As will be explained in more detail, PC 100 includes application software for not only receiving email, but for managing it as well. Managing email encompasses storing it in an organized fashion and selectively forwarding it to handheld mobile device 200 (or some other address). Before the user leaves the fixed location where PC 100 is installed, the user may set certain parameters for performing these functions. There is currently no way, however, for the user to alter those parameters before returning to do so at the PC 100 itself. There is a need, therefore, for a manner of reconfiguring the manager of the home node from the mobile handheld device. The present invention provides just such a solution.
The present invention is directed to a manner of using mobile node, such as a handheld device operable in a cellular communication network, to remotely reconfigure the desktop settings of a home node. In one aspect, the present invention is a system including a reconfiguration message generator for generating a reconfiguration message that indicates those changes that a user of the mobile node wishes to make to the home-node desktop configuration, and a home-node reconfiguration message processor coupled to the desktop manager and selectively coupled to the communication network for changing the desktop configuration according to the reconfiguration message when it is received from the mobile node. In one embodiment, the reconfiguration message generator is resident in the mobile node and the reconfiguration message is transmitted at the user's request. Where the mobile node includes an organizer database that may be synchronized with a home-node organizer database over the communication network, the reconfiguration message may also be transmitted with the organizer synchronization data.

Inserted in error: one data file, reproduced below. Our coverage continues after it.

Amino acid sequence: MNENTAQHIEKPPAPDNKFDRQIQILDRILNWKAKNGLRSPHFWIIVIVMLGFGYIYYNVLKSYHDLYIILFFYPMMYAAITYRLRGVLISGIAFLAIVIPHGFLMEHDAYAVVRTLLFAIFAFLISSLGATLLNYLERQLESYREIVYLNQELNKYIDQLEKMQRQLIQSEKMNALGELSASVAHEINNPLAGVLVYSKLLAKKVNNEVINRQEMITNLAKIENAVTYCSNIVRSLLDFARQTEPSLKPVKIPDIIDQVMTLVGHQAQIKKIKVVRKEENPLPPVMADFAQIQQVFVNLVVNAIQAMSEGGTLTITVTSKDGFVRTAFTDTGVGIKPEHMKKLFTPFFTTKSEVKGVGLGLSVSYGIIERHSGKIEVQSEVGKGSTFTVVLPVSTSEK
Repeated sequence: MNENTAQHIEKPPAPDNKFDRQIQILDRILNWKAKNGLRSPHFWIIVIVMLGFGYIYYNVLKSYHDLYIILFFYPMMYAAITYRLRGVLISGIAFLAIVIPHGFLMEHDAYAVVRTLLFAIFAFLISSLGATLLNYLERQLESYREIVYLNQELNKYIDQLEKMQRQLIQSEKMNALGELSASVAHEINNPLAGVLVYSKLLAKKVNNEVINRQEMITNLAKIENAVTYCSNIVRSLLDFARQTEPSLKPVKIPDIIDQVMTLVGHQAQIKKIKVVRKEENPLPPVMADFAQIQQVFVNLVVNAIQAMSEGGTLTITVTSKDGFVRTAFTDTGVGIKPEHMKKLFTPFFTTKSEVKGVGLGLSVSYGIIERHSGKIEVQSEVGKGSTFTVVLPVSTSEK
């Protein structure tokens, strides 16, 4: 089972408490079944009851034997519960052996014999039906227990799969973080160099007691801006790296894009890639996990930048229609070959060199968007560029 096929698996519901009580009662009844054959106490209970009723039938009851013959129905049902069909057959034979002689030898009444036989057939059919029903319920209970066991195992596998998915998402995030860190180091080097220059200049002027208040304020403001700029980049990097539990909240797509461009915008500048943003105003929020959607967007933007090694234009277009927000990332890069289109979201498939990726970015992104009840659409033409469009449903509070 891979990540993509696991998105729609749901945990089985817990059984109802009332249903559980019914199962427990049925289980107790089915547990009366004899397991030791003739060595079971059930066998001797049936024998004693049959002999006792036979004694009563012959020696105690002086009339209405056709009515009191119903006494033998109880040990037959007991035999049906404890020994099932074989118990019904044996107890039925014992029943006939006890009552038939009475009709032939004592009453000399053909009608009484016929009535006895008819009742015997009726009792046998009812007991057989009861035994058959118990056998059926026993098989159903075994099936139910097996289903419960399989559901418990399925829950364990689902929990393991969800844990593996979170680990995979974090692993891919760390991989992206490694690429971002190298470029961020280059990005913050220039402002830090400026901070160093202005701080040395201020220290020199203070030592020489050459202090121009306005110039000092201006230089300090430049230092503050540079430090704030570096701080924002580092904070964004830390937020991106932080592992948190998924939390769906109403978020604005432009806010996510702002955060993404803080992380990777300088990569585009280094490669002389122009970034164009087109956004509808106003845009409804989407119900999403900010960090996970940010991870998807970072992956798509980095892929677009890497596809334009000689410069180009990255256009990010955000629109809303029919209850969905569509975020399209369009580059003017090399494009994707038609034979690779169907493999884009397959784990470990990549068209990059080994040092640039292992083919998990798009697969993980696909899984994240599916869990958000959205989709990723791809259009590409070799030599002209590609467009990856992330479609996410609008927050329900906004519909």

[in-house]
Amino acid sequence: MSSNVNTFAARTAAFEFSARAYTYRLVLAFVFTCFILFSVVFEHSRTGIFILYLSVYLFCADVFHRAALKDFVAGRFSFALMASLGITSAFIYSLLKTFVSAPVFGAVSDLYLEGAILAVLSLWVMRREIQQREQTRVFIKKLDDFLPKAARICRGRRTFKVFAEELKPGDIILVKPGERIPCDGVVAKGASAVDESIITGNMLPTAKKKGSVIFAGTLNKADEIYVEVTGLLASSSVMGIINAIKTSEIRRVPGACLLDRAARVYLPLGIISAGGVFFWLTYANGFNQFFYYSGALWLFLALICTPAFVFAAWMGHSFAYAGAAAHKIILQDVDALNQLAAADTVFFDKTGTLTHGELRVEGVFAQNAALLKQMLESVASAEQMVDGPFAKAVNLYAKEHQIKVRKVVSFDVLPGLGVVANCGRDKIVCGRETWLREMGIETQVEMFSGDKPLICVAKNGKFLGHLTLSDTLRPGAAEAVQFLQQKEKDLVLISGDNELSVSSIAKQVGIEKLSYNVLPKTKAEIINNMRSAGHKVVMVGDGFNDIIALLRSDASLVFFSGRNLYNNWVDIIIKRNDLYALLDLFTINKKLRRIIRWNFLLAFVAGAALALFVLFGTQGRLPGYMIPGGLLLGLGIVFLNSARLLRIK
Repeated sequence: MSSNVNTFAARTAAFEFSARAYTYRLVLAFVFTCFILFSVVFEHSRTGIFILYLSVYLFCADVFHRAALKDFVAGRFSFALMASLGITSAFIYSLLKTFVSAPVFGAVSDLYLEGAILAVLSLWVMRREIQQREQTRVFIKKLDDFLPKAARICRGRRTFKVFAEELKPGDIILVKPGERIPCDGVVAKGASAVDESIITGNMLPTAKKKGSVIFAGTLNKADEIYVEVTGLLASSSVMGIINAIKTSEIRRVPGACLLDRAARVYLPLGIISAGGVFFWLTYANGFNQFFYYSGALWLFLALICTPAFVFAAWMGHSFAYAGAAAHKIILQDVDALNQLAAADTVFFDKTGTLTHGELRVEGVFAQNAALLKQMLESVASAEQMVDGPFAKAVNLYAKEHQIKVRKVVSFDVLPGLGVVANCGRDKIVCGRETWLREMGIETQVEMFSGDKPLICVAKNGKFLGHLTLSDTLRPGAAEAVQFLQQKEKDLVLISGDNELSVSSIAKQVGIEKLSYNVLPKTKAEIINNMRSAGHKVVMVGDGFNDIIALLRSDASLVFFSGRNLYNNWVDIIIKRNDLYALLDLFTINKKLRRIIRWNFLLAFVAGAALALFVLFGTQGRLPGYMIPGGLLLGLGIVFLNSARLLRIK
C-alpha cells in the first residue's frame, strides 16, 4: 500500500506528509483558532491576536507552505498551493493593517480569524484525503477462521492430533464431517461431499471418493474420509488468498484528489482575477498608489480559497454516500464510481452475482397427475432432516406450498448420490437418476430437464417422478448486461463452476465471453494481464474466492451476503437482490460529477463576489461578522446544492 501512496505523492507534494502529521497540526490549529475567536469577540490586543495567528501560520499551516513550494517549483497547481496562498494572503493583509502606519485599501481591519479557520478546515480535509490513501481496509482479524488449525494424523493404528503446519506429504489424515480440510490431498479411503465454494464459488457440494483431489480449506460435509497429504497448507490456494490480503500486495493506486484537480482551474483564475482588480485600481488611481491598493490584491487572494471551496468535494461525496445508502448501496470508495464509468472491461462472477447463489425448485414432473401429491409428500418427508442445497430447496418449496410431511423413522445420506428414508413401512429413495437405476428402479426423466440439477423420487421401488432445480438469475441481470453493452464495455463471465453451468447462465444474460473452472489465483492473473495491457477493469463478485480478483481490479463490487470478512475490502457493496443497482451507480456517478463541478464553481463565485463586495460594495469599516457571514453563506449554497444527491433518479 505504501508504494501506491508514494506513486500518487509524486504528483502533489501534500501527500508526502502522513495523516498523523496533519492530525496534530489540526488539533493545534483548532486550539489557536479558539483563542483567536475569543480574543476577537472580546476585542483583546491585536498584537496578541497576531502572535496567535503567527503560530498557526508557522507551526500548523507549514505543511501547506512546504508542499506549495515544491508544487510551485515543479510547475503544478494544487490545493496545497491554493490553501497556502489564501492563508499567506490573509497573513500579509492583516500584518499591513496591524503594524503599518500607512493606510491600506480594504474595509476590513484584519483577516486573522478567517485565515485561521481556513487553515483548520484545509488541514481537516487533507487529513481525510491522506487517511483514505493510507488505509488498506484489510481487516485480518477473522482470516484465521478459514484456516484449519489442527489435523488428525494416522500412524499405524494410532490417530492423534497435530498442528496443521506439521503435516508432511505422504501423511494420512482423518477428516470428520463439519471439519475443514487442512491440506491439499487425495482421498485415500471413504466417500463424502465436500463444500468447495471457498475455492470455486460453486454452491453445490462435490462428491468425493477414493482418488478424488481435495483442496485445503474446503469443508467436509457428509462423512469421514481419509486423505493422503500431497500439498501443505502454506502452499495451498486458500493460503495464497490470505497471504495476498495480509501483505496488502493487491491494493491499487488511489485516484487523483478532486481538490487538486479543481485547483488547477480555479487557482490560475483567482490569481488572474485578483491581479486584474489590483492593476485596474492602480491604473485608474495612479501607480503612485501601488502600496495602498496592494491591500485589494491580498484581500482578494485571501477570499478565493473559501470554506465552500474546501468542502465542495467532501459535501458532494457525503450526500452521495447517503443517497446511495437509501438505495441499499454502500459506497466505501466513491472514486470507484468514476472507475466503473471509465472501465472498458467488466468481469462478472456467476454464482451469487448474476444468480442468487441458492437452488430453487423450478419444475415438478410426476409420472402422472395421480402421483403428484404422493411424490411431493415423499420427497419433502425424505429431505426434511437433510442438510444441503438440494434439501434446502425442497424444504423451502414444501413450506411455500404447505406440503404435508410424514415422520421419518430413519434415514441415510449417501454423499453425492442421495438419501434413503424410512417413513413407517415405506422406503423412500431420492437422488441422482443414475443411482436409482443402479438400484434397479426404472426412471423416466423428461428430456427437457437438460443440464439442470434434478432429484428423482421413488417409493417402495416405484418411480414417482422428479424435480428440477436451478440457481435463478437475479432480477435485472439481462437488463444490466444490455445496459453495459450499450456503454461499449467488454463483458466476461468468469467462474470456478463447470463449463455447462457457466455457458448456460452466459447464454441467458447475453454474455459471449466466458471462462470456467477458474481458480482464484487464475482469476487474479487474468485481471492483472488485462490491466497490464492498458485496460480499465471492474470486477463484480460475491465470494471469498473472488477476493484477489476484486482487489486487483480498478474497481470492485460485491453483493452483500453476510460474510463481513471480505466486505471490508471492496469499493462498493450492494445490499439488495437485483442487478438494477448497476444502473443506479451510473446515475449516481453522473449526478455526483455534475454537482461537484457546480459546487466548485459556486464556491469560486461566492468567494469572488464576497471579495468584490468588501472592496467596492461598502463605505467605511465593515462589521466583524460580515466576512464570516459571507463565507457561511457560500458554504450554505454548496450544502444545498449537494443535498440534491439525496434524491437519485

In another aspect the present invention is a method of remotely configuring a communication-network home-node desktop manager including the steps of enabling the desktop manager for remote reconfiguration, providing a mobile node selectively operable in the communication network, generating a reconfiguration message, transmitting the reconfiguration message to the home node through the communication network, receiving and processing the reconfiguration message in the home node, and transmitting a reconfiguration confirmation message to the mobile node confirm that the requested changes have been made. The method may also include the steps of requesting that the home node generate and transmit a configuration status summary, receiving the configuration status summary in the mobile node, and presenting it on a display of the mobile node so that the subscriber using the mobile node is aware of the current configuration of the desktop manager before requesting any changes. The configuration status summary may also be automatically included in the reconfiguration confirmation message so that it may be stored at the mobile node for future reference. The reconfiguration message may be generated in the mobile node itself or may be generated by a server in communication with the Internet after sending an interactive Web page to the mobile device and receiving back a transmission including an indication of changes that the subscriber wishes to implement.